Starting in 2000, we began restoration of coppice working in part of the ancient coppice area on Potterland Hill.  Over three years we cut three successive coupes and protected them with dead and laid hedge materials, and they were doing pretty well.  Sadly, in 2004, careless thinning contractors destroyed our protective efforts and reduced our enthusiasm.

Mike Gardner came and led courses for our annual October gatherings covering coppice and related woodland management, as well as the various uses for the harvested material. Because the hazel stools had been neglected, the material recovered was not of the highest quality, but we still managed to make a number of hurdles, some continuous-weave fencing, chairs, and other articles over the three years.   Clicking on any of the pictures will take you to other pictures. Lizzie made a ball frame of hazel, and covered it with willow, and planted it in the upper area of Taliesin as a living sculpture.

Ali Jeffrey carved a big beech log which produced brilliant foxfire glow in the middle of one of the most varied nights in memory - a ceilidh under canvas with thunder and lightening, hail, and beautiful clear periods!  During the clear periods, excursions were mounted to see the wonderland of glow-in-the-dark chippings and Ali's log itself glowing in a strange graphic fashion.

Peter QuelchIn November of 2001, the Community Woodlands Association held their annual gathering in Dalbeattie, and a number of the participants paid a visit to our coppice project.  A number of Reforesting Scotland regulars can be seen in the photos, including Peter Quelch, who was just retiring as the Forestry Commission's Native Woodlands Officer. He and Godfrey and I had a very rewarding walk through Potterland Wood, and he confirmed that it has most of the features to be expected in (overplanted) ancient semi-natural woodland.  He was particularly struck by the bit just below the stone bridge, but that bit isn't part of the FE-owned wood.  Peter is brilliant with flutes and recorders, and the gathering also included several other musical folk, notably Henry Fosbrooke, so there were plenty of musical campfire sessions.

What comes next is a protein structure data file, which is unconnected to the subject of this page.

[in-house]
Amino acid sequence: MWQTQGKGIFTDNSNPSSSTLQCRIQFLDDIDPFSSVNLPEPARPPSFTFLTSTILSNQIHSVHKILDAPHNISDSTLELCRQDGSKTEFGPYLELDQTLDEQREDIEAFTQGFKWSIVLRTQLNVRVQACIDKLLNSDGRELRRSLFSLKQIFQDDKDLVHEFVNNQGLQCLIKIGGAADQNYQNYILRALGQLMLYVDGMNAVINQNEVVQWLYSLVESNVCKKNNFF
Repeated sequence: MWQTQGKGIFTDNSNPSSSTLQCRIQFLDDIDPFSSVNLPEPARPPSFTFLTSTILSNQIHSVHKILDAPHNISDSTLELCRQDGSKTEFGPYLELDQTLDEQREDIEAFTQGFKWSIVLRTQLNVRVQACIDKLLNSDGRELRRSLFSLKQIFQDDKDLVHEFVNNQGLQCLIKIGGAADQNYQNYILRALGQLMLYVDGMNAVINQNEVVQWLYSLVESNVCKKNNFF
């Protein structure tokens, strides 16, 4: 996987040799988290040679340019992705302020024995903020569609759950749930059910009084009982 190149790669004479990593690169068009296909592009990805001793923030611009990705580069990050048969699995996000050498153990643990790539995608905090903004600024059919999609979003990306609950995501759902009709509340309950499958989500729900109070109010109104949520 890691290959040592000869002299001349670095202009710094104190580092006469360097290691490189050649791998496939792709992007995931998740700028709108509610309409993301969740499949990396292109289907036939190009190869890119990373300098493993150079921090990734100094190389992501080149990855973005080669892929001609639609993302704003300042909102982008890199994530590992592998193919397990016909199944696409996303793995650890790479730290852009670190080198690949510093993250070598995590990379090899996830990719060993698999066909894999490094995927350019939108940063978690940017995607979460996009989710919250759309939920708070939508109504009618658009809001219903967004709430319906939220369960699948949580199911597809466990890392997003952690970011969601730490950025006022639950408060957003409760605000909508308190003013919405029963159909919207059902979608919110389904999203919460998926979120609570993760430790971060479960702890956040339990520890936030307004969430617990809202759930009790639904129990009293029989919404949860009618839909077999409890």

I've recently been checking out the felled areas, and reckon that the first coupe has some good re-growth and is ready for felling again. With any luck, we'll get into the wood sometime after leaf-fall this winter, and maybe also start on restoration in another area with big neglected stools. The material will then be useful for a Spring course in hurdle-making and other uses.

We operate workshops and courses twice yearly at Taliesin Community Woodland Centre. For more information click here. or for general information about Southwest Community Woodlands Trust, click here
Do pay Taliesin a visit anytime and enjoy the space.
(click for map)

Wednesday, September 23, 2009

Potterland Wood


About two years ago, the stands of Corsican Pine, Larch, and Sitka Spruce on Potterland Hill were clear felled, leaving the steep slopes and top of the hill bare with a fringe of older Scots Pines.


At least that's what one sees from the main A711 road between Palnackie and Auchencairn...

But coming down the glen from Gelston, the hill appears still clothed on its Northwest face, and what is more important, clothed with native broadleaf trees.

(NOTE: Map on left rotated to face Southeast to match photo - click to enlarge)

Potterland Wood appears as woodland (probably managed) on the earliest maps, and if one takes the time to explore this remnant, one finds hazel coppice stools of considerable age along with many undergrowth species indicative of continuous woodland cover.